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Programming Language Distribution

Question: What are the different programming languages present in an open source project(s), and what is the percentage of each language?


The number of programming languages and the percentage of each language in a project provides some understanding of the skills required from code contributors, as well as the nature of the project itself.


This metric will aid newcomers to a particular open source project, as well as provide open source program managers with a perspective on the project’s profile, in the context of their own experience and organization. In Value: This metric may be used by developers for identifying projects that rely heavily on languages they use, as part of a job search.

In Evolution: This metric can be useful for identifying changes in the number of files, or lines of code in each language over time. For example, a project may be X% Python, and Y% Javascript at a point in time. Perhaps a year later, the amount of Javascript measured by files, or lines of code, may be greater as a result of a project’s shift in focus toward user experience.

In Risk: This metric can be combined with dependency metrics to determine if there is a prominent language used in a project, but for which a dependency scanner is not yet identified.

In DEI: When inclusive, diverse, and equitable communities are identified, they will have some degree of language distribution.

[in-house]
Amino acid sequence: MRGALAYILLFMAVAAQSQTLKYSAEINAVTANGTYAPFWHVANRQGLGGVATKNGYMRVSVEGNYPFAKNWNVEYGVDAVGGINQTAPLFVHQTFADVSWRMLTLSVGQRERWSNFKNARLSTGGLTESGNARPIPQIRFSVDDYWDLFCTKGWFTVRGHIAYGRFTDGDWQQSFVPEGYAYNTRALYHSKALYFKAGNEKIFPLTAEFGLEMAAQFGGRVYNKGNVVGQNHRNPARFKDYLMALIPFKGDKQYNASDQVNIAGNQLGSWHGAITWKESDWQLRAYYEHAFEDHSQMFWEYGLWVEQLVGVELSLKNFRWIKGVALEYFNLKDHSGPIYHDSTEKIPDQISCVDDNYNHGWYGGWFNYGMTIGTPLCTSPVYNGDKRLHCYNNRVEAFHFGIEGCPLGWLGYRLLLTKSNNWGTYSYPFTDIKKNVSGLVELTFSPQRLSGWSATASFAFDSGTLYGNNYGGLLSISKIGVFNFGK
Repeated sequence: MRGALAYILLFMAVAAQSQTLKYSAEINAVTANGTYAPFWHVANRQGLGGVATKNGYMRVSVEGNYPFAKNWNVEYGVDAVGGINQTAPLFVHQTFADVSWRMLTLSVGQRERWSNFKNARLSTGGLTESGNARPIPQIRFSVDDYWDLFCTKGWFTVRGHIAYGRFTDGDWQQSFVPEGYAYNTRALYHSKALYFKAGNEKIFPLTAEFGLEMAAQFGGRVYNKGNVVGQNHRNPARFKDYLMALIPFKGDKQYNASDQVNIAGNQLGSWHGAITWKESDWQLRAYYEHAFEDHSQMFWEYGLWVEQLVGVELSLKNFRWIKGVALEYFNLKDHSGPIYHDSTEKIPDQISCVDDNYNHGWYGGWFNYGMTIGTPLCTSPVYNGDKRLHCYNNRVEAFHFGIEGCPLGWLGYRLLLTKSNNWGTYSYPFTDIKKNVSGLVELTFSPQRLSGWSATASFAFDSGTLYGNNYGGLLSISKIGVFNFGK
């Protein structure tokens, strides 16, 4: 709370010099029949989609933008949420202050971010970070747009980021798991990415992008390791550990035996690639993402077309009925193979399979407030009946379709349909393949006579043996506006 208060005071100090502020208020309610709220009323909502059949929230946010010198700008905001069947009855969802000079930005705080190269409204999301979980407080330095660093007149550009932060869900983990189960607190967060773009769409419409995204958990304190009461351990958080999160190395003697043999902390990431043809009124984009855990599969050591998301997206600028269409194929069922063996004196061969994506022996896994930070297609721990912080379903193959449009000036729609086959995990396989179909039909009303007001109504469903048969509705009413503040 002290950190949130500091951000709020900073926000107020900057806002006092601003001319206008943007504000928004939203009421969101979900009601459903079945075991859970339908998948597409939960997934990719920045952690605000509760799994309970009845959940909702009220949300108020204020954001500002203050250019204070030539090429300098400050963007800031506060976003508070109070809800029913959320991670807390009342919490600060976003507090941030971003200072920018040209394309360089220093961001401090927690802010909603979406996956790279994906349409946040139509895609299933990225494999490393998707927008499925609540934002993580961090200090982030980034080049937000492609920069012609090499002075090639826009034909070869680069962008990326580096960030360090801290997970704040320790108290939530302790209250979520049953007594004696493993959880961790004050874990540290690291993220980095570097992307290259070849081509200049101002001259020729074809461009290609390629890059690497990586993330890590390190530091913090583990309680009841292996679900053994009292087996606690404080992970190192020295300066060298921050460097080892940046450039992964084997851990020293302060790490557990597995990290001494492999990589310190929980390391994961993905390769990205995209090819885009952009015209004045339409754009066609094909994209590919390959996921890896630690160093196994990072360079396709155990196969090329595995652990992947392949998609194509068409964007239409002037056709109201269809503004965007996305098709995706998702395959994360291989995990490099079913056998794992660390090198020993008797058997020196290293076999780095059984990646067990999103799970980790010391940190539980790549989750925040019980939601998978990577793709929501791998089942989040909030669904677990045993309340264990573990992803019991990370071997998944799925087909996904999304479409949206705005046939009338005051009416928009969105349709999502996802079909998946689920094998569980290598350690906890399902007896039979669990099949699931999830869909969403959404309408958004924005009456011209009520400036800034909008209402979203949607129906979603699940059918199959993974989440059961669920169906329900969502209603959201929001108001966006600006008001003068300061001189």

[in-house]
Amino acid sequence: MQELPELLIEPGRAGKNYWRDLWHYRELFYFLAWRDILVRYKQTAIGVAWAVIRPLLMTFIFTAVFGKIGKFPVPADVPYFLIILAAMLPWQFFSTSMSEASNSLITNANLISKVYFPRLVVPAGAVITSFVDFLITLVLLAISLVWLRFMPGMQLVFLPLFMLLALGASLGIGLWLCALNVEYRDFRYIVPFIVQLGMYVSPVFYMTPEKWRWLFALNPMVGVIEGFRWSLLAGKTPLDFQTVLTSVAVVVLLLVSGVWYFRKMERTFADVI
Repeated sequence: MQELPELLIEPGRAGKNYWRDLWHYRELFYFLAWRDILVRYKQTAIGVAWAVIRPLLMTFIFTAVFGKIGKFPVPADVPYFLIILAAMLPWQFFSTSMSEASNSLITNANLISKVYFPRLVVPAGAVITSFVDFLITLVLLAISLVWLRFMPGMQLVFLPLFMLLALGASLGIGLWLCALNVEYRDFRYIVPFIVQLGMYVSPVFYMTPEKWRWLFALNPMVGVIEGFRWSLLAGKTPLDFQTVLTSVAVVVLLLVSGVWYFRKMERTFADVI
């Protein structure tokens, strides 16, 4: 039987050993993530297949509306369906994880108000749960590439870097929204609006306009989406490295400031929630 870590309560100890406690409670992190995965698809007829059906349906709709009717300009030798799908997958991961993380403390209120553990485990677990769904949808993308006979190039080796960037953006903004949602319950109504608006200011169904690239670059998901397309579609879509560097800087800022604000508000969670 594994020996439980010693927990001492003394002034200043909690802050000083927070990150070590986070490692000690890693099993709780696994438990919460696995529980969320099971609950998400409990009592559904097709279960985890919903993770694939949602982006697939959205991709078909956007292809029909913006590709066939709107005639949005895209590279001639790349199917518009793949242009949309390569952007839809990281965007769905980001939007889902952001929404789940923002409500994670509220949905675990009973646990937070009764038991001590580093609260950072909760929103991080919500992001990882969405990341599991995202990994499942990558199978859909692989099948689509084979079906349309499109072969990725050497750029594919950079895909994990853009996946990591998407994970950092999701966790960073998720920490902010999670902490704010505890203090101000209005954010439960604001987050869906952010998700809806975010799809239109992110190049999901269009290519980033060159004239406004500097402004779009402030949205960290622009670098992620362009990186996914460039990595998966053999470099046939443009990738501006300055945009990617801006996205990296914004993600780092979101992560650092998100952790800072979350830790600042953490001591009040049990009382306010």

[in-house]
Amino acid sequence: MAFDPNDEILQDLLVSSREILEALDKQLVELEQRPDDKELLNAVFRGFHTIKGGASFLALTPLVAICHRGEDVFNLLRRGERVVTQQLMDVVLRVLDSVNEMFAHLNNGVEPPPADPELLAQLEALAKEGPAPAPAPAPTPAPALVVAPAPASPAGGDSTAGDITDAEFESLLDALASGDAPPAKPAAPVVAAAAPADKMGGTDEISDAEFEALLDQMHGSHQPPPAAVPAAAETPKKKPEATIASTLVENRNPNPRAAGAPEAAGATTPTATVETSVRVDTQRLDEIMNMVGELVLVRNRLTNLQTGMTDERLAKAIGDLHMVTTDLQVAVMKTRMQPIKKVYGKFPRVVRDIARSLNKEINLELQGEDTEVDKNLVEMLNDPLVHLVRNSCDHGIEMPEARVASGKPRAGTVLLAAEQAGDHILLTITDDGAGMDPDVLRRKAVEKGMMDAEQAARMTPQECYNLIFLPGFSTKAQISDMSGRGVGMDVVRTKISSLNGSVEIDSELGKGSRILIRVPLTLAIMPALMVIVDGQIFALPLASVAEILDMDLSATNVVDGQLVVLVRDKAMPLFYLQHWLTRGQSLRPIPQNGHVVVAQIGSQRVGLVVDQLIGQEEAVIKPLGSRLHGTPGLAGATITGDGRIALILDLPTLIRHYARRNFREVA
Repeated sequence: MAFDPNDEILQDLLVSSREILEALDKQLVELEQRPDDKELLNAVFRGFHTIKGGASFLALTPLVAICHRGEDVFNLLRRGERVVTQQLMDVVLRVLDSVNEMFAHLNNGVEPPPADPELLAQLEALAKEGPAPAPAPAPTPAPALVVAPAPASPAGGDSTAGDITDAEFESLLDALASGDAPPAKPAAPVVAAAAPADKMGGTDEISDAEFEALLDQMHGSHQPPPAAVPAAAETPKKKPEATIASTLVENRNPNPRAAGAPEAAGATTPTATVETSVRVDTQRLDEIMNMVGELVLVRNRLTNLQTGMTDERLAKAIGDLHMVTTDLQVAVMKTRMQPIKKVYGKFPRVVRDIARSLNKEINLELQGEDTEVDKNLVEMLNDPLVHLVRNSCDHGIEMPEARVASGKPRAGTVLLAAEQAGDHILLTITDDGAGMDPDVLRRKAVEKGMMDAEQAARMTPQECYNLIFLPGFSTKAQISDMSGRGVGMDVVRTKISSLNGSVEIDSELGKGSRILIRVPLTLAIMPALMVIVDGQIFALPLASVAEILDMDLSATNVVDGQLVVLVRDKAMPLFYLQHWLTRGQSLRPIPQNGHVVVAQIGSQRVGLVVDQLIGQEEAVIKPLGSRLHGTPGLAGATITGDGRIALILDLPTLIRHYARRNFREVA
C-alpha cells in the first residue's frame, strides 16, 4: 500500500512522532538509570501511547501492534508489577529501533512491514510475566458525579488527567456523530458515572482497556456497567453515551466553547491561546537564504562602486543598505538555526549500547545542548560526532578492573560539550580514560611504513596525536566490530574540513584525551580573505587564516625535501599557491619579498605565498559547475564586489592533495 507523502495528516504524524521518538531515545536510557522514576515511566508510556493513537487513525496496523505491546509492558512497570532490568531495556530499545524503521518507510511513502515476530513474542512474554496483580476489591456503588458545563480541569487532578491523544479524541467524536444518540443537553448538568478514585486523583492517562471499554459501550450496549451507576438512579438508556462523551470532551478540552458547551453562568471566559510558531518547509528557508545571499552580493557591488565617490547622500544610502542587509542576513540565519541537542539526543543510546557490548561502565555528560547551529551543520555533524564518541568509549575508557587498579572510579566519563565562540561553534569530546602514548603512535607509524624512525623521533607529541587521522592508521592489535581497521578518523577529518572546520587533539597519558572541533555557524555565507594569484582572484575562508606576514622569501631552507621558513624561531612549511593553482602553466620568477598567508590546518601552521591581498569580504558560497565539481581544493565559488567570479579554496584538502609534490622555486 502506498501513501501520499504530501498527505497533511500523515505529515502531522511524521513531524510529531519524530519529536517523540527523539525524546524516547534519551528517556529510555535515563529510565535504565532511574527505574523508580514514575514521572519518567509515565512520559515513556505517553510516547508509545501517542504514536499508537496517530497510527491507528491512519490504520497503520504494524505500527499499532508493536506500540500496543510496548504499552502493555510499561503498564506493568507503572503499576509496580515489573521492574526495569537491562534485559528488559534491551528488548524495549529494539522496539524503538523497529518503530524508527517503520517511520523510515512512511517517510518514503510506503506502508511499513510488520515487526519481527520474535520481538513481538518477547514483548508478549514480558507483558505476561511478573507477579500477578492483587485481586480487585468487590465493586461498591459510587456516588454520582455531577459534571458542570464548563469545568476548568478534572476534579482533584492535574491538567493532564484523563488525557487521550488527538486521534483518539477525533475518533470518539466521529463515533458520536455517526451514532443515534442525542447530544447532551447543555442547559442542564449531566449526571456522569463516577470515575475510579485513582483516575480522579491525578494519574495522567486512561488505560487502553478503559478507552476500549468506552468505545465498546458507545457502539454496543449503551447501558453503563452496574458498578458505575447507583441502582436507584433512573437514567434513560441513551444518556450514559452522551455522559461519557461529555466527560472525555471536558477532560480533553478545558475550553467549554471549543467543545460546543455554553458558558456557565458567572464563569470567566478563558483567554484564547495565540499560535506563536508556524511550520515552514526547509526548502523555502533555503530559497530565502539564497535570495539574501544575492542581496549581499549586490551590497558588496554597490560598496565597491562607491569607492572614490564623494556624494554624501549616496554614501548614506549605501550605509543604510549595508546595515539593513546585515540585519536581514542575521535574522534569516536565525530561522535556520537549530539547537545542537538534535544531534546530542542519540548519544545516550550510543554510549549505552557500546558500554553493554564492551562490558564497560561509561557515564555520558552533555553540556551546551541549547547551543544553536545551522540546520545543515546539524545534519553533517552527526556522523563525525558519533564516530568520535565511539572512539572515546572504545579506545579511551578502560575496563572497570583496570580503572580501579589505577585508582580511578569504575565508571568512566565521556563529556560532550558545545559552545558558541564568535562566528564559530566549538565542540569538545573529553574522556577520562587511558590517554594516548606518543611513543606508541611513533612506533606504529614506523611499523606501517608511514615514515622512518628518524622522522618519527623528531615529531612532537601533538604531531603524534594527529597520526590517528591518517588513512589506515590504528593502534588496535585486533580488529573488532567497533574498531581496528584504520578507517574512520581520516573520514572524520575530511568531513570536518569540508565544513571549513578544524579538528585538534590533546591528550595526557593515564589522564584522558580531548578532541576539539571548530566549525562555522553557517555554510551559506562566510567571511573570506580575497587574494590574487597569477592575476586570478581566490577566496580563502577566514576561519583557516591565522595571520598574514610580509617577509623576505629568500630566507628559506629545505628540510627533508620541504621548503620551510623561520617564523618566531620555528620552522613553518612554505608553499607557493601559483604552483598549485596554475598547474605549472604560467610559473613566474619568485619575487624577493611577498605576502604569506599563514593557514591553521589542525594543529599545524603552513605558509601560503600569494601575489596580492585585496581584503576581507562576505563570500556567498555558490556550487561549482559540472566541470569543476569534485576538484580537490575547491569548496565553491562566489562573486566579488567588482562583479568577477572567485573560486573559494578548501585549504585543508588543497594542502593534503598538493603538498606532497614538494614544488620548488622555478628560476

As an individual looks for new projects to work on, knowing which projects rely on languages they already know, or want to learn, can be one of a number of “personal filters”.

In general, this metric is useful for OSPOs, and community managers aiming to understand which languages are most prominent, and perhaps which languages are little used, but critical.


The usage and dissemination of health metrics may lead to privacy violations. Organizations may be exposed to risks. These risks may flow from compliance with the GDPR in the EU, with state law in the US, or with other law. There may also be contractual risks flowing from terms of service for data providers such as GitHub and GitLab. The usage of metrics must be examined for risk and potential data ethics problems. Please see CHAOSS Data Ethics document for additional guidance.

Language distribution takes into account different properties of each file in a repository with an a priori identifiable computer programming language. As new languages emerge, there may be initial periods where counting tools do not recognize their extensions, in which case they may be counted as “other”. Such periods are typically brief.


  • Time
  • Number of Files - The number of files of each language.

    Number of Files Table

  • Lines of Code - The percentage of lines of code for each language.

    Number of Files Table

Either lines of code, or files, could be presented as absolute numbers, or percentages, depending on the application of the metric. In many cases, a simple count of files is useful, while the absolute number of lines of code can be difficult to differentiate because the numbers are much larger.

Tools Providing the Metric

The Augur-Community-Reports repository provides this metric currently

GrimoireLab provides this information through the proxy of file extensions

Augur provides this information in its frontend, as well as through an API endpoint.

Data Collection Strategies

The contents of a repository can be counted by iterating through each file, though several libraries exist, including the one used by Augur:

File extensions for some languages, like Jupyter Notebooks, might be excluded because they obscure the actual language used.



  • Dawn Foster
  • Beth Hancock
  • Matt Germonprez
  • Elizabeth Barron
  • Daniel Izquierdo
  • Kevin Lumbard
  • Sean Goggins
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